Soy-Toner Making a Splash in Color Printing
The Ohio SoybeanCouncil (OSC) and the soybean checkoff funded a research project at Battelle Memorial Institute to develop a soy-based toner for use in printers and
copy and fax machines. “We identified an approach to use soy resins and polymers formulated into use for toners for office printers, faxes and copy machines,” says Bhima Vijayendran, Battelle researcher.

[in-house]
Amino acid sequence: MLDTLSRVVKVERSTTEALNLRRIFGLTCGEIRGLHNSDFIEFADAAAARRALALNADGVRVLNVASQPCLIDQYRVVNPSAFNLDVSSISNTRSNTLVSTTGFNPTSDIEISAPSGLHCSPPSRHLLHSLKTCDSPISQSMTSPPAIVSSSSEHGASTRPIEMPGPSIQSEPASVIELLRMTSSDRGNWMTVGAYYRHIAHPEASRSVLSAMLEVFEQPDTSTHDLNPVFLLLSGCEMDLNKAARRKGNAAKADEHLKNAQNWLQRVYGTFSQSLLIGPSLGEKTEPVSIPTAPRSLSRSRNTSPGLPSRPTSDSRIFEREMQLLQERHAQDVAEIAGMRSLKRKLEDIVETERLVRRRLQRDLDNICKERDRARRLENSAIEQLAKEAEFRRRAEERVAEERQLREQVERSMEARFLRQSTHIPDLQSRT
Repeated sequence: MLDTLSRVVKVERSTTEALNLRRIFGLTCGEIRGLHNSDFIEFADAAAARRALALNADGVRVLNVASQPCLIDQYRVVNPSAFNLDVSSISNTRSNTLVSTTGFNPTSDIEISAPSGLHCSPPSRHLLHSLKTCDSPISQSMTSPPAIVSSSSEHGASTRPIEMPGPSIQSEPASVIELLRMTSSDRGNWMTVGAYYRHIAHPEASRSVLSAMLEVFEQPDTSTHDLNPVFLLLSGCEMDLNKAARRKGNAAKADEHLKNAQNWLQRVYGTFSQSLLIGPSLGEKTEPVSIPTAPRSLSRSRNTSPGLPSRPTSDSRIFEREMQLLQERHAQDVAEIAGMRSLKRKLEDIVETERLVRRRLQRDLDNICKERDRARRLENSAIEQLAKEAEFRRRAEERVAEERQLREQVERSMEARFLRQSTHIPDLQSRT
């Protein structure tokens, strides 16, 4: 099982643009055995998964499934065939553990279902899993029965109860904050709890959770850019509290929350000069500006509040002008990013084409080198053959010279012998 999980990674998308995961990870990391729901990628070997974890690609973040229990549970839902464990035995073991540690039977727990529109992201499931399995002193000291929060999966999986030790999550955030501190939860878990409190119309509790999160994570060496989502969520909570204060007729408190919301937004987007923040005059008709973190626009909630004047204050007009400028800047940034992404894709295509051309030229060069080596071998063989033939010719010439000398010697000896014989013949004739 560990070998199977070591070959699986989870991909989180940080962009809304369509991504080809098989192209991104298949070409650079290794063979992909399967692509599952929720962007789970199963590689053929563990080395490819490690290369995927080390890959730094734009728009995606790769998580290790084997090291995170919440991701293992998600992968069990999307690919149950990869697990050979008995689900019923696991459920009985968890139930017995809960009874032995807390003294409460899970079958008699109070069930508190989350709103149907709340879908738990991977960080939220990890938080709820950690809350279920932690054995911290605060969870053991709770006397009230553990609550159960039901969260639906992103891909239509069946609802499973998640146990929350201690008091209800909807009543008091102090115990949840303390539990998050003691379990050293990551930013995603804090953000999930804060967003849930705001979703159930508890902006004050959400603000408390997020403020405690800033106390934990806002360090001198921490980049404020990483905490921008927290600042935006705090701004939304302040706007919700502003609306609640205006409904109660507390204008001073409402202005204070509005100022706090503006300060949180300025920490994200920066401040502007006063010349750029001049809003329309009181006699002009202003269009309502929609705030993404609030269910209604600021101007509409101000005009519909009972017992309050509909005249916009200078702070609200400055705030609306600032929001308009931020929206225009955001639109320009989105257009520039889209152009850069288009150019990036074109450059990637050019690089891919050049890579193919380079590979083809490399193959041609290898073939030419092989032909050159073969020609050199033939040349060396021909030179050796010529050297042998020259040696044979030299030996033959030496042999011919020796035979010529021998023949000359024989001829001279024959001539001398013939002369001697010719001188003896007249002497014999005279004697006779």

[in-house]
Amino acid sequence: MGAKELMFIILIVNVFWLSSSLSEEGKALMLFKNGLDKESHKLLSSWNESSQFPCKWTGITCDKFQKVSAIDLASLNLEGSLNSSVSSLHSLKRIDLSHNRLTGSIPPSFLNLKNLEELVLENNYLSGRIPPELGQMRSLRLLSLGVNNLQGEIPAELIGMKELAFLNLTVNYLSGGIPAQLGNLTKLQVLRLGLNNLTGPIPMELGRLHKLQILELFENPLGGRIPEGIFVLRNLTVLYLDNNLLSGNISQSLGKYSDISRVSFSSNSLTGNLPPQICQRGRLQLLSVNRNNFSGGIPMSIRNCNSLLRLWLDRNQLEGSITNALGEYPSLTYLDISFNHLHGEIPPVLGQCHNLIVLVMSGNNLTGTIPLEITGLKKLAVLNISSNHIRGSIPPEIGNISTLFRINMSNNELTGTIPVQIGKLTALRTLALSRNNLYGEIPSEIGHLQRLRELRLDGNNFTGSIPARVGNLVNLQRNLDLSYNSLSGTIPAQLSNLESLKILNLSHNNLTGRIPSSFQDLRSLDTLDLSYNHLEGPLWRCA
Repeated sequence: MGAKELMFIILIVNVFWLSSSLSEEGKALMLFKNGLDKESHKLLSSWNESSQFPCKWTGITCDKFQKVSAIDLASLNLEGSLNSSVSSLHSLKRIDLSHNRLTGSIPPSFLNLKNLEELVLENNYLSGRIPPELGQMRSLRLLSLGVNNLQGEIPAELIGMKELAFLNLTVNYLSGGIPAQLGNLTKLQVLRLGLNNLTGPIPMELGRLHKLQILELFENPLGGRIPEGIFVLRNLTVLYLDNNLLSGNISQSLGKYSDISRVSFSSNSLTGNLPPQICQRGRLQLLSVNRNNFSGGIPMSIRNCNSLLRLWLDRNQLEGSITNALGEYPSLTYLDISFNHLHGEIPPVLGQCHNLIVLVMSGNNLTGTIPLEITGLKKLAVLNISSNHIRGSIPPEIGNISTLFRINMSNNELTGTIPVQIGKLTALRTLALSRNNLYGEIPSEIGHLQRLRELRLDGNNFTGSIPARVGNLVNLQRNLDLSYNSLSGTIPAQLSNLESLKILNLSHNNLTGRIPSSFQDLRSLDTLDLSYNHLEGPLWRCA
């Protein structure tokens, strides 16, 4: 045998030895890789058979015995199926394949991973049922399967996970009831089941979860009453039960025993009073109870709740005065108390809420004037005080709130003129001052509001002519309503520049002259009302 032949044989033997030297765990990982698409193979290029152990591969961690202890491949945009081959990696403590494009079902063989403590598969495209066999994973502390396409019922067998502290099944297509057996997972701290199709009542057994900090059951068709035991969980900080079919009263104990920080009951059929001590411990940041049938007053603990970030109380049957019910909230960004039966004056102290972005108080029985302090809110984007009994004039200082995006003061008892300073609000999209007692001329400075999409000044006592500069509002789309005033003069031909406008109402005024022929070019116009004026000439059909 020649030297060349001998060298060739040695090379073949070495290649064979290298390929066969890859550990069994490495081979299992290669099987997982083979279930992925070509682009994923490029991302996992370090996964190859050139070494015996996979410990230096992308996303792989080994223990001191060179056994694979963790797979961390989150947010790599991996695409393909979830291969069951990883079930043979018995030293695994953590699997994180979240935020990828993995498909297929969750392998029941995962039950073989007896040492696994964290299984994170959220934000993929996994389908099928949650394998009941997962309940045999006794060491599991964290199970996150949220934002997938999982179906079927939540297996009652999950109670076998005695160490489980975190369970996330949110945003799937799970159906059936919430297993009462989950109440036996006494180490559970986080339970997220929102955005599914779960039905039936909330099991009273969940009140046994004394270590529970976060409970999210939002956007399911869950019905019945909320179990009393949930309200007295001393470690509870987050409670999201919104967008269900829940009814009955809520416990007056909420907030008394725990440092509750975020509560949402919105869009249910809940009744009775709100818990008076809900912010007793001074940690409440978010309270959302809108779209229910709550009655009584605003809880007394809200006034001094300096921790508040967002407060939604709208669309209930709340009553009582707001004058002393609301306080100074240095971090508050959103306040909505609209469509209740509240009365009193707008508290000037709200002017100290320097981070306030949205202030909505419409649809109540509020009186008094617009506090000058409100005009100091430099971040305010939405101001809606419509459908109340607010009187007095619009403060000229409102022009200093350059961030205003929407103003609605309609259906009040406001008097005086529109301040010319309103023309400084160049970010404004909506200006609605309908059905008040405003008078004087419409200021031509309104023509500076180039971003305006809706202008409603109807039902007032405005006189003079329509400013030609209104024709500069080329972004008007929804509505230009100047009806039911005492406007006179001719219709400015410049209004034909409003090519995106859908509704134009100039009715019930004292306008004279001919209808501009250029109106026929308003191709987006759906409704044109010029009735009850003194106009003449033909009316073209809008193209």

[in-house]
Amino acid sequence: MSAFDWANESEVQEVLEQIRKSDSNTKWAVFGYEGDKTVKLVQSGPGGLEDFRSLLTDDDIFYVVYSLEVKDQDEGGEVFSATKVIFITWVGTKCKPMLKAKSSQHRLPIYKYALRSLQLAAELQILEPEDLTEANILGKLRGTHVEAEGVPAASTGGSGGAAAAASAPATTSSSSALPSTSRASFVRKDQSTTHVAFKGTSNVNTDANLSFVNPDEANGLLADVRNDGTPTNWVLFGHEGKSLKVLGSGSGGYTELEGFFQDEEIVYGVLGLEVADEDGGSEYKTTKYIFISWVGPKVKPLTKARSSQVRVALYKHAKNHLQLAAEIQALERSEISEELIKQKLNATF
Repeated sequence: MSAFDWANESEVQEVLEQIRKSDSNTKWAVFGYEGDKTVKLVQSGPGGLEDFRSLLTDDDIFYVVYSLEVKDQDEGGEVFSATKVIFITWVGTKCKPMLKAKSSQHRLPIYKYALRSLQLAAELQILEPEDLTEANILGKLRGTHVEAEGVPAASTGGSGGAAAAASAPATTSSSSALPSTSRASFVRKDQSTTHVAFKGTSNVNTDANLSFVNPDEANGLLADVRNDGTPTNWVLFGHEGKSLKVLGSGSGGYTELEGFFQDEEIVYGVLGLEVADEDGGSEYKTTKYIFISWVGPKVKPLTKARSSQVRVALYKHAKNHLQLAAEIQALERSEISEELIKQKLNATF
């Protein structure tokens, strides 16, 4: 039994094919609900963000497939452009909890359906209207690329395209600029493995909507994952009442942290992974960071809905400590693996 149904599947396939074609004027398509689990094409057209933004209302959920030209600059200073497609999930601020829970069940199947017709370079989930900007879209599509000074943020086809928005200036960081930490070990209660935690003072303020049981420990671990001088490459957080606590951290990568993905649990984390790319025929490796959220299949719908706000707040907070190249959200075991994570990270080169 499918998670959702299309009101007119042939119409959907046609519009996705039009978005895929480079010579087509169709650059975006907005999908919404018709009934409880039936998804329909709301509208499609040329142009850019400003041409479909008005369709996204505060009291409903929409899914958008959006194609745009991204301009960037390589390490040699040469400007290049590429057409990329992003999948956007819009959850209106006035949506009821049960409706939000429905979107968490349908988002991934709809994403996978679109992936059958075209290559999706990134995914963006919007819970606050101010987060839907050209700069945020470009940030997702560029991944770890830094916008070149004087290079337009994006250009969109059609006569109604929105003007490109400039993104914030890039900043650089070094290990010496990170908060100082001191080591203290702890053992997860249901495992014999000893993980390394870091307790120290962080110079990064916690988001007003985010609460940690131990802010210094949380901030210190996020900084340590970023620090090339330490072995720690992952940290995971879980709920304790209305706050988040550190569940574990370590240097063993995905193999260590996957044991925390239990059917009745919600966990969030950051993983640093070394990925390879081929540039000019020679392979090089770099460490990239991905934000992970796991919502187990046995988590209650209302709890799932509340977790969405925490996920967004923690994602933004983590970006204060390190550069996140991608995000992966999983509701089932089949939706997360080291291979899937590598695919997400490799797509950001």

The research trial converted soybean oil and protein to a polymer, which was then processed into flakes or powder and mixed with pigments to create the necessary color. The flakes were then melted, ground up and mixed with petroleum-based toner particles. OSC and Battelle not only developed an exciting new soy-based product but also were recognized for the quality of their research. This research won an R&D 100 Innovation Award, which is given by R&D Magazine and recognizes the most significant and technological achievements of each year. The work has moved on from the initial research, and product testing has yielded good results. “The performance and cost are comparable to petroleum-based toners,” says Vijayendran. “Soy-based toner has a lower fusing temperature and is easier to get off the paper, making it better for recycling.” The soy-based toners react easier with de-inking chemicals, such as alkali and water, to remove the ink. Soy-based toners also produce cleaner, brighter pulp and eventually less expensive recycled paper. Soy-based toners are being commercialized by Advanced Imaging Resources. They have worked with the Environmental Protection Agency, Department of Energy and Pacific Northwest National Laboratory to develop a product that is consistent with federal directives.